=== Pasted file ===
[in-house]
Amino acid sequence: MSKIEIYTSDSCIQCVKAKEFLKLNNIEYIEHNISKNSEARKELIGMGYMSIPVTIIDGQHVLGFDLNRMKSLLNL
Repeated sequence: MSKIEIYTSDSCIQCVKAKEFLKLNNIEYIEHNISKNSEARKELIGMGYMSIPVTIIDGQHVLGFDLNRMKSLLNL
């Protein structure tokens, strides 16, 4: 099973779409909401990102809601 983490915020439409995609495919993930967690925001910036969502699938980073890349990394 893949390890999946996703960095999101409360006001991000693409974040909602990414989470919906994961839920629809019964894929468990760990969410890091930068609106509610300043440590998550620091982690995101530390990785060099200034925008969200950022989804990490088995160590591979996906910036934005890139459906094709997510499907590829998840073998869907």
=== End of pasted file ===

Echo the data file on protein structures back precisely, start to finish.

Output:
[in-house]
Amino acid sequence: MSKIEIYTSDSCIQCVKAKEFLKLNNIEYIEHNISKNSEARKELIGMGYMSIPVTIIDGQHVLGFDLNRMKSLLNL
Repeated sequence: MSKIEIYTSDSCIQCVKAKEFLKLNNIEYIEHNISKNSEARKELIGMGYMSIPVTIIDGQHVLGFDLNRMKSLLNL
């Protein structure tokens, strides 16, 4: 099973779409909401990102809601 983490915020439409995609495919993930967690925001910036969502699938980073890349990394 893949390890999946996703960095999101409360006001991000693409974040909602990414989470919906994961839920629809019964894929468990760990969410890091930068609106509610300043440590998550620091982690995101530390990785060099200034925008969200950022989804990490088995160590591979996906910036934005890139459906094709997510499907590829998840073998869907």